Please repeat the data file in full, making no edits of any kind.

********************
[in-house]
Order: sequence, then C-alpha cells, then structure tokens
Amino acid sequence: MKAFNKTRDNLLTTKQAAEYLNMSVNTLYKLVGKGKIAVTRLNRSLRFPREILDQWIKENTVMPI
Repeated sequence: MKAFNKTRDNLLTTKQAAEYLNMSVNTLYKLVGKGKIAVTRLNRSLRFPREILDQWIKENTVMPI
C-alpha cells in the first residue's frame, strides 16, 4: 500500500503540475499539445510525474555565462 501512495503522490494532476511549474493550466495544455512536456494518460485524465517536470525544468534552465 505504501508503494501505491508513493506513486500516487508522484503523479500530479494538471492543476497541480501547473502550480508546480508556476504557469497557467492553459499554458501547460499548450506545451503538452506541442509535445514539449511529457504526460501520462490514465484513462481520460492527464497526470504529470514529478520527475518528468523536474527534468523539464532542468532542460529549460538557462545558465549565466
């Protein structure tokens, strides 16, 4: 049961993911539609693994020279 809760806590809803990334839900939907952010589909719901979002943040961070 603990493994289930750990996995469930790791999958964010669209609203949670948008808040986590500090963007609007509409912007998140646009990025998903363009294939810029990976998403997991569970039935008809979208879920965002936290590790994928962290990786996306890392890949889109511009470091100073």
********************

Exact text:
[in-house]
Order: sequence, then C-alpha cells, then structure tokens
Amino acid sequence: MKAFNKTRDNLLTTKQAAEYLNMSVNTLYKLVGKGKIAVTRLNRSLRFPREILDQWIKENTVMPI
Repeated sequence: MKAFNKTRDNLLTTKQAAEYLNMSVNTLYKLVGKGKIAVTRLNRSLRFPREILDQWIKENTVMPI
C-alpha cells in the first residue's frame, strides 16, 4: 500500500503540475499539445510525474555565462 501512495503522490494532476511549474493550466495544455512536456494518460485524465517536470525544468534552465 505504501508503494501505491508513493506513486500516487508522484503523479500530479494538471492543476497541480501547473502550480508546480508556476504557469497557467492553459499554458501547460499548450506545451503538452506541442509535445514539449511529457504526460501520462490514465484513462481520460492527464497526470504529470514529478520527475518528468523536474527534468523539464532542468532542460529549460538557462545558465549565466
């Protein structure tokens, strides 16, 4: 049961993911539609693994020279 809760806590809803990334839900939907952010589909719901979002943040961070 603990493994289930750990996995469930790791999958964010669209609203949670948008808040986590500090963007609007509409912007998140646009990025998903363009294939810029990976998403997991569970039935008809979208879920965002936290590790994928962290990786996306890392890949889109511009470091100073």